Base Camp Town

Text and Photo By Kapil Bisht

Chisapani is not the most spectacular destination, but it’s a good substitute.

After half a day’s walk from Sundarijal, the houses of Chisapani appear. Chisapani is on one of the most popular trekking trails, one that runs to such revered destinations as Gosainkunda and the picturesque landscapes of the Langtang National Park. So most trekkers pass through Chisapani during the trekking season, when the weather is clear. And when the weather is clear, Chisapani is dwarfed in every way possible. Mountains, so near that they appear like a life-sized poster, loom behind the town. The town is no match for such a sight: The best view is from a few minutes out of town; the bigger thrill is beyond it.

Chisapani knows where it stands. And it has accepted its place graciously. Knowing that it is not a destination but a town beside the trail, Chisapani has grown around the idea of catering to the needs of trekkers. It has no ambitions. I recently went to Chisapani after four years and in those years not one new hotel has been opened. Some of the old hotels have added a storey or two. It is as if the town is encouraging the trekker only to stop for a snack, and then to carry on. Chocolate bars take up a great portion of shelves in Chisapani: the town hopes to sell energy more than rest or languor.

Desires are whetted, not satiated, in Chisapani. It is like a base camp on a mountain. People come to it for various reasons: some are there to rest before moving on; others are there to acclimatize; many visit only because they have not the time, ability, or means to go further. In Chisapani, one is always looking into the distance or looking forward to something. You may not go any further from there, but you plan to the next time. Dreams are dreamt from here—dreams about some other place.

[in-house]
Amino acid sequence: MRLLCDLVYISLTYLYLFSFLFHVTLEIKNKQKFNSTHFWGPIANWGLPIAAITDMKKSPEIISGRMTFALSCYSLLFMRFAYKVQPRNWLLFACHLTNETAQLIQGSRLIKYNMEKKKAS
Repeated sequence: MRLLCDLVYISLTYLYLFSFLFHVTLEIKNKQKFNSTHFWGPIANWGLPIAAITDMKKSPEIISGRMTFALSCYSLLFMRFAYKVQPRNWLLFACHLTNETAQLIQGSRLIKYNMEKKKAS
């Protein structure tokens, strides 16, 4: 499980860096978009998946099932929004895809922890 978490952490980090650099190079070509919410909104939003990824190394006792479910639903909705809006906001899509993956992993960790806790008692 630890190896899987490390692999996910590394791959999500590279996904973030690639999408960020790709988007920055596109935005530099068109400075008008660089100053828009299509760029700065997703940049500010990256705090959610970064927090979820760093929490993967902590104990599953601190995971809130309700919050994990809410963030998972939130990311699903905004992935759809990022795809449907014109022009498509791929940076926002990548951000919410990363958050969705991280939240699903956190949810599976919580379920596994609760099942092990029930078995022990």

Chisapani has no dreams of its own. It is not a charming place by any means. But its nonchalance is engaging. There is a snooker parlor in Chisapani, a sign that the place has acquired something from outside. When I was in Chisapani, a goat had given birth on the lawn of a hotel opposite to the snooker parlor. The goat had spent the night beside a tent in which tourists were staying. Scenes thus juxtaposed make Chisapani look like a demonstration town, like everything is an exhibition. Even after years of tourists passing through (and also staying), Chisapani seems an ad hoc town, as though it were hastily put together for tourists. Chisapani exists to serve tourists, but it hasn’t abandoned its rural roots. There is space in Chisapani for tourists to pitch tents and for goats to give birth. ■

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